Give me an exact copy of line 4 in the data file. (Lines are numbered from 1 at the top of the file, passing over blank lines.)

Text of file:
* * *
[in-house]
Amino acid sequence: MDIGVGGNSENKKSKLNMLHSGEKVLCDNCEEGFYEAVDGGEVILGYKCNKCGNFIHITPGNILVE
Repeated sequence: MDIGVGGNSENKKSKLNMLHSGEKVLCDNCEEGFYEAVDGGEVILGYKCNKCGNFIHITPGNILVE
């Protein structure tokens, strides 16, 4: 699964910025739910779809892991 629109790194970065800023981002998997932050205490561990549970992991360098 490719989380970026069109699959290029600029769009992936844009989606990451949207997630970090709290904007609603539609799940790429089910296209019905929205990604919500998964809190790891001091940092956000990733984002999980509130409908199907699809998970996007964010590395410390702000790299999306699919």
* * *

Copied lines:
């Protein structure tokens, strides 16, 4: 699964910025739910779809892991 629109790194970065800023981002998997932050205490561990549970992991360098 490719989380970026069109699959290029600029769009992936844009989606990451949207997630970090709290904007609603539609799940790429089910296209019905929205990604919500998964809190790891001091940092956000990733984002999980509130409908199907699809998970996007964010590395410390702000790299999306699919």